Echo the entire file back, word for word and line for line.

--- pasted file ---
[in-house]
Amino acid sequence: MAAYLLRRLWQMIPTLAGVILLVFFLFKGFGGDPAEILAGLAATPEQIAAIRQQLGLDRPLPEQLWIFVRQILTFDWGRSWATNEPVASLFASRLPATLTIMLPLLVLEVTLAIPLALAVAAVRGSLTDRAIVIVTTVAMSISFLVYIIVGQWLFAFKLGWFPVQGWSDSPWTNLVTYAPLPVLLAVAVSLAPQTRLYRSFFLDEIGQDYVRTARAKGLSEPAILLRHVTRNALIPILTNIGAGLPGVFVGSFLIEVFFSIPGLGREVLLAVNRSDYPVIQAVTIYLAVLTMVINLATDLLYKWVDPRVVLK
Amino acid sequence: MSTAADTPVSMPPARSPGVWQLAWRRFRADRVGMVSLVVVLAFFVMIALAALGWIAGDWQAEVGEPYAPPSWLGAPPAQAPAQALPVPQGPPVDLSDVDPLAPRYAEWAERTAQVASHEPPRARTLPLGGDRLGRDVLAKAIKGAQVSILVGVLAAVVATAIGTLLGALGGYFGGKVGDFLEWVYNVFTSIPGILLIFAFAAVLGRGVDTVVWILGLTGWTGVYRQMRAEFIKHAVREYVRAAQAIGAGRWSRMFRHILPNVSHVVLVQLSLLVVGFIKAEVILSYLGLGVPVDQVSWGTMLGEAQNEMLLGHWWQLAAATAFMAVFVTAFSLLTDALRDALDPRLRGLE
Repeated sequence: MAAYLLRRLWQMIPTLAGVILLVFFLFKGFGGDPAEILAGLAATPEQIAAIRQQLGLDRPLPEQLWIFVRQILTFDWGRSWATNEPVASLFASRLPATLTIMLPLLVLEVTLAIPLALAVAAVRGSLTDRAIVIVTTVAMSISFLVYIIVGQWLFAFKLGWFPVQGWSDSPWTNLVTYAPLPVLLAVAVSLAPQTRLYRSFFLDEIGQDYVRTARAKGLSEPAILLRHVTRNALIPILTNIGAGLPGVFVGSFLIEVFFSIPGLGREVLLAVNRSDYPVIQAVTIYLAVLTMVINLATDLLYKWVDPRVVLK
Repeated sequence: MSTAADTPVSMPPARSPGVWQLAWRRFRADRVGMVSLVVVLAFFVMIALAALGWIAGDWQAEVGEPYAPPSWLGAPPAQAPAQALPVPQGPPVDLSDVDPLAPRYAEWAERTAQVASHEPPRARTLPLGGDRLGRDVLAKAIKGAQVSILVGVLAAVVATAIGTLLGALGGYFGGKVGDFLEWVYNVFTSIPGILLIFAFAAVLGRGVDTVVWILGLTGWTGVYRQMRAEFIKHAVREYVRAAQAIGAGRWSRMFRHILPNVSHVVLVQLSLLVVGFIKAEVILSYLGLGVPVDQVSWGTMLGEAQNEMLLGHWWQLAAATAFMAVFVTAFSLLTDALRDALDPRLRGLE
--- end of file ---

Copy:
[in-house]
Amino acid sequence: MAAYLLRRLWQMIPTLAGVILLVFFLFKGFGGDPAEILAGLAATPEQIAAIRQQLGLDRPLPEQLWIFVRQILTFDWGRSWATNEPVASLFASRLPATLTIMLPLLVLEVTLAIPLALAVAAVRGSLTDRAIVIVTTVAMSISFLVYIIVGQWLFAFKLGWFPVQGWSDSPWTNLVTYAPLPVLLAVAVSLAPQTRLYRSFFLDEIGQDYVRTARAKGLSEPAILLRHVTRNALIPILTNIGAGLPGVFVGSFLIEVFFSIPGLGREVLLAVNRSDYPVIQAVTIYLAVLTMVINLATDLLYKWVDPRVVLK
Amino acid sequence: MSTAADTPVSMPPARSPGVWQLAWRRFRADRVGMVSLVVVLAFFVMIALAALGWIAGDWQAEVGEPYAPPSWLGAPPAQAPAQALPVPQGPPVDLSDVDPLAPRYAEWAERTAQVASHEPPRARTLPLGGDRLGRDVLAKAIKGAQVSILVGVLAAVVATAIGTLLGALGGYFGGKVGDFLEWVYNVFTSIPGILLIFAFAAVLGRGVDTVVWILGLTGWTGVYRQMRAEFIKHAVREYVRAAQAIGAGRWSRMFRHILPNVSHVVLVQLSLLVVGFIKAEVILSYLGLGVPVDQVSWGTMLGEAQNEMLLGHWWQLAAATAFMAVFVTAFSLLTDALRDALDPRLRGLE
Repeated sequence: MAAYLLRRLWQMIPTLAGVILLVFFLFKGFGGDPAEILAGLAATPEQIAAIRQQLGLDRPLPEQLWIFVRQILTFDWGRSWATNEPVASLFASRLPATLTIMLPLLVLEVTLAIPLALAVAAVRGSLTDRAIVIVTTVAMSISFLVYIIVGQWLFAFKLGWFPVQGWSDSPWTNLVTYAPLPVLLAVAVSLAPQTRLYRSFFLDEIGQDYVRTARAKGLSEPAILLRHVTRNALIPILTNIGAGLPGVFVGSFLIEVFFSIPGLGREVLLAVNRSDYPVIQAVTIYLAVLTMVINLATDLLYKWVDPRVVLK
Repeated sequence: MSTAADTPVSMPPARSPGVWQLAWRRFRADRVGMVSLVVVLAFFVMIALAALGWIAGDWQAEVGEPYAPPSWLGAPPAQAPAQALPVPQGPPVDLSDVDPLAPRYAEWAERTAQVASHEPPRARTLPLGGDRLGRDVLAKAIKGAQVSILVGVLAAVVATAIGTLLGALGGYFGGKVGDFLEWVYNVFTSIPGILLIFAFAAVLGRGVDTVVWILGLTGWTGVYRQMRAEFIKHAVREYVRAAQAIGAGRWSRMFRHILPNVSHVVLVQLSLLVVGFIKAEVILSYLGLGVPVDQVSWGTMLGEAQNEMLLGHWWQLAAATAFMAVFVTAFSLLTDALRDALDPRLRGLE